The rivers of Suriname arise from ancient highlands, called the Guiana Shield, and flow northwards to the ocean. These wild waterways, filled with waterfalls and rapids, are mostly unnavigable, helping to protect the forest while also shaping the country’s exceptional history. In the colonial era, African slaves escaped the brutal plantations along the coast and fled into the surrounding jungles. Pursuit was difficult and costly, and eventually the Africans won their freedom and they settled along rivers in the interior. Groups of their descendants are collectively known as Maroons.
Waves of indentured servants then arrived in Suriname to work the plantations, coming from countries across the Dutch colonial empire. Most of the workers remained after their indenture was over, and as a result, modern Suriname is one of the most ethnically and culturally diverse countries on the planet.
Our Work in Suriname
Our first programs in Suriname came out of the ethnobotanical fieldwork of ACT co-founder Dr. Mark Plotkin. His research into traditional plant medicines and healers led to the establishment of “Shamans and Apprentices” programs to help preserve the transmission of cultural identity in the face of modern change. Our work also extends to local communities such as the Maroons, whose rich and deep cultures inform their survival.
The indigenous and local people who live in Suriname’s forests are essential parts of their ecosystems, helping to protect and care for the forest while sustainably taking sustenance from them. We support the communities along the path to gaining legal recognition of their land rights. We also assist the communities in cultural recovery and preservation.
Land: Safeguard the forests and all that is in them
To help our partners effectively guard their territories, we initiated and continue to support an Amazon Conservation Ranger program. The rangers are trained in ecosystem assessment and wildlife monitoring. They are effectively the eyes and ears of the community’s leaders, helping them to act more quickly when crises arise, such as illegal incursions by miners or loggers.
We have also conducted comprehensive surveys of biological and other natural resources, concentrating in the southern half of the country. The results of these surveys are being posted online in a biodiversity database, contributing to the scientific understanding of Suriname’s forests as well as their sustainable management.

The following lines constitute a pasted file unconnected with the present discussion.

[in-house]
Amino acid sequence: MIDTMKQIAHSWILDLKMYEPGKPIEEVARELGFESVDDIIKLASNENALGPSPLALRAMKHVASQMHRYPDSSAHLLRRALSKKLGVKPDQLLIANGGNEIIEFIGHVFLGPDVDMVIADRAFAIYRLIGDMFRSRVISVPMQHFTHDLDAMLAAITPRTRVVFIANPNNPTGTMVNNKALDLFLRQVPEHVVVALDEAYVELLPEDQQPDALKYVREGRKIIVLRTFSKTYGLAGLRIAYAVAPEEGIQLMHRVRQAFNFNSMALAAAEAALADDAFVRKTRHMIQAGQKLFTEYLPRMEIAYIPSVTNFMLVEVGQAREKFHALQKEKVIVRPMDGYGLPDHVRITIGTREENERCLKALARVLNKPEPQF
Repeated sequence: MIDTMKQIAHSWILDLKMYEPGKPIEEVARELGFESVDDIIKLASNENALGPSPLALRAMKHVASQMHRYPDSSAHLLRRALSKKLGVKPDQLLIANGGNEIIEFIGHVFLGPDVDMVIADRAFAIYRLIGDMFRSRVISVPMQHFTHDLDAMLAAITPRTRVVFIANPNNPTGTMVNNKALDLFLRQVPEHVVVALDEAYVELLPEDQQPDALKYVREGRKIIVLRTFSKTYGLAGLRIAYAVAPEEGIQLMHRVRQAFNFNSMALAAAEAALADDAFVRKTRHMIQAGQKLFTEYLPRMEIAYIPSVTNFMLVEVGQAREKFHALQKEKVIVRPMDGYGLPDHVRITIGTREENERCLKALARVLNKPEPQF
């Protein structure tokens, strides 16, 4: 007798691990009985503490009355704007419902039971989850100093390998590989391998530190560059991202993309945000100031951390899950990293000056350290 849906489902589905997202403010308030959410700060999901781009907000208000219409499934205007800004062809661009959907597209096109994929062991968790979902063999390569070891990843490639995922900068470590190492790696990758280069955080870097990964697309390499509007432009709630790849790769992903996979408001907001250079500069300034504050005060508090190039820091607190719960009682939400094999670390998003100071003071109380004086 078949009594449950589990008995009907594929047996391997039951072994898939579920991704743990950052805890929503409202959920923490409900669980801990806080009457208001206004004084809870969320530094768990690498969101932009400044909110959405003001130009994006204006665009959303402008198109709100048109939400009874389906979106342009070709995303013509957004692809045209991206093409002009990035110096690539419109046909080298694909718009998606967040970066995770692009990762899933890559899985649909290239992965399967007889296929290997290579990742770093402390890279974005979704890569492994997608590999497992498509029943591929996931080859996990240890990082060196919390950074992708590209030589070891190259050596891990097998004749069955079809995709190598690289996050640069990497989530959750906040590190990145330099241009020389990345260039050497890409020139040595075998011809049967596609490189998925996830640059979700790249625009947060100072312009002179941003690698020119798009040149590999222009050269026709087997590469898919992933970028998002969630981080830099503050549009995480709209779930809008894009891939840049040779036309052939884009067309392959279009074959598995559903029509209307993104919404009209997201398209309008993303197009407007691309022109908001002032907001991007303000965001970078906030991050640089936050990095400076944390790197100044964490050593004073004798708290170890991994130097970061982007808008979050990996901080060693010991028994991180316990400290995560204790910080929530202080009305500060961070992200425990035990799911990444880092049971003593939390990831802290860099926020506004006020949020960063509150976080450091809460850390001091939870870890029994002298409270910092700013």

Livelihoods: Sustain the Lives of Local People
In the remote interior of Suriname, where outsiders may only reach the communities via airplane, western health care is sporadic and sometimes nonexistent. We have established traditional health clinics in five of the communities, where healers and their apprentices administer traditional plant medicines to their patients. One of the outcomes of these clinics is that endangered knowledge of common medicines, once as familiar to local people as the use of aspirin is to us, is being rediscovered and remembered.
We also support initiatives to generate income in the communities, using forest products that can be grown or produced sustainably, such as hot peppers or honey from forest bees. These products are marketed and sold in the cities.
Governance: Strengthen Cultures and Increase Communities’ Self-Determination
A pilot initiative, in the Matawai Maroon villages, trains youth to capture the cultural stories of their elders. The resulting audio and video are being placed online, woven into the map of the Matawai territories. Not only are the stories preserved in perpetuity, but also the bonds between the generations are fortified.
We provide resources for ethno-education projects so that tribal children in remote communities can learn their traditions along with local knowledge and stewardship of the forest. In addition, we are producing a series of Junior Park Ranger training manuals as a conservation teaching tool. Suriname’s Ministry of Education approved the manuals for inclusion in its nationwide Environmental Education project. The manuals and other ACT information on Suriname’s indigenous peoples will be distributed to every primary school across the country.